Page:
I ran! And loosened Peninsulas
Have not undergone a more triumphant hubbub
The storm blessed my sea vigils
Lighter than a cork I danced on the waves
That are called eternal rollers of victims,
Ten nights, without missing the stupid eye of the lighthouses!
Sweeter than the flesh of hard apples is to children
The green water penetrated my hull of fir
And washed me of spots of blue wine
And vomit, scattering rudder and grappling-hook
And from then on I bathed in the Poem
Of the Sea, infused with stars and lactescent,
Devouring the azure verses; where, like a pale elated
Piece of flotsam, a pensive drowned figure sometimes sinks;
Where, suddenly dyeing the blueness, delirium
And slow rhythms under the streaking of daylight,
Stronger than alcohol, vaster than our lyres,
The bitter redness of love ferments!
I know the skies bursting with lightning, and the waterspouts
And the surf and the currents; I know the evening,
And dawn as exalted as a flock of doves
And at times I have seen what man thought he saw!
I have seen the low sun spotted with mystic horrors,
Lighting up, with long violet clots,
Resembling actors of very ancient dramas,
The waves rolling far off their quivering of shutters!
I have dreamed of the green night with dazzled snows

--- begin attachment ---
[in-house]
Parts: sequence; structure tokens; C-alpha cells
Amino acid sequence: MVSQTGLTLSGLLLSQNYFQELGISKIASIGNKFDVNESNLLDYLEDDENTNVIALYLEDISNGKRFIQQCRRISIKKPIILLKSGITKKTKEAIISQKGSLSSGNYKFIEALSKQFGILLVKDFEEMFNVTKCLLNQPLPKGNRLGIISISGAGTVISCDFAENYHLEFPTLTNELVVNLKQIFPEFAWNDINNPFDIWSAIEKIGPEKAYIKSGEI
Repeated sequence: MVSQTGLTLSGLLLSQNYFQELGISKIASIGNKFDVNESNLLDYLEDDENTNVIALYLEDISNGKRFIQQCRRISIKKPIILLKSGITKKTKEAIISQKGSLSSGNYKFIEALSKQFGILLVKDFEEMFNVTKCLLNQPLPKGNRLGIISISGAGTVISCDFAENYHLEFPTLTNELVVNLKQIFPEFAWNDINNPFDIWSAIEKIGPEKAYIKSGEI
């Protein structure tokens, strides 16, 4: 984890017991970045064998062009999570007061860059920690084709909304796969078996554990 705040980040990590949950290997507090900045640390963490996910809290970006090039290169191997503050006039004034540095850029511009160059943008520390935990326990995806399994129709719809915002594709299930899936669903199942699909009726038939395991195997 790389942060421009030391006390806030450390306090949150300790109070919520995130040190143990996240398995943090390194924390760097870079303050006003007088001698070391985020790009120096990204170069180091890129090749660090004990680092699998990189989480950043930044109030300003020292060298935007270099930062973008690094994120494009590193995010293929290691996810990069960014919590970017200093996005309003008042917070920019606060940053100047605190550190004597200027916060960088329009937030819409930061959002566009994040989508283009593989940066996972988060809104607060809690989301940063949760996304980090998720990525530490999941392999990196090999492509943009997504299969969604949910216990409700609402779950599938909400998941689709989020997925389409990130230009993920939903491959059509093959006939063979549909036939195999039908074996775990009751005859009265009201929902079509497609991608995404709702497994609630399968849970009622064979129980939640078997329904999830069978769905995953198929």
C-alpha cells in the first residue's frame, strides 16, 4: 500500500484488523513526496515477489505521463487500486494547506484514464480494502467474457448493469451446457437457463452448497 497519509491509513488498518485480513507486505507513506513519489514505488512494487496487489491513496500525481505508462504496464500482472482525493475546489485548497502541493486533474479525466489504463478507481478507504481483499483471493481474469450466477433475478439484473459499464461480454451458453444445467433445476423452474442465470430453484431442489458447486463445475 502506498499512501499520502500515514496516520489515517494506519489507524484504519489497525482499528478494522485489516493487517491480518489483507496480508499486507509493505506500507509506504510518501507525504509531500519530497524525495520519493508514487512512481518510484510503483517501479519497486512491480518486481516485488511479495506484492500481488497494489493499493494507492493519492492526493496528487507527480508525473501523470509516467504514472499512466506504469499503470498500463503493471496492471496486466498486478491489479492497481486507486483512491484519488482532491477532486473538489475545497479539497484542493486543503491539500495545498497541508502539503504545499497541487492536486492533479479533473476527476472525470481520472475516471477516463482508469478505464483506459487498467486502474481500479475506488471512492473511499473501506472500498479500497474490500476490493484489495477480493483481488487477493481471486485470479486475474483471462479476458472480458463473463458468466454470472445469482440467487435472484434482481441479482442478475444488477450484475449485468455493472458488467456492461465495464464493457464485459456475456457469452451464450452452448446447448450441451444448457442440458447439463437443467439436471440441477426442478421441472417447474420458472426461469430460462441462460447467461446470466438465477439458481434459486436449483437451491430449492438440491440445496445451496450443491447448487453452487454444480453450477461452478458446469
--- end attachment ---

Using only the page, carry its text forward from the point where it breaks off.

A kiss slowly rising to the eyes of the sea,
The circulation of unknown saps,
And the yellow and blue awakening of singing phosphorous!
I followed during pregnant months the swell,
Like hysterical cows, in its assault on the reefs,
Without dreaming that the luminous feet of the Marys
Could constrain the snout of the wheezing Oceans!
I struck against, you know, unbelievable Floridas
Mingling with flowers panthers’ eyes and human
Skin! Rainbows stretched like bridal reins
Under the horizon of the seas to greenish herds!
I have seen enormous swamps ferment, fish-traps
Where a whole Leviathan rots in the rushes!
Avalanches of water in the midst of a calm,
And the distances cataracting toward the abyss!
Glaciers, suns of silver, nacreous waves, skies of embers!
Hideous strands at the end of brown gulfs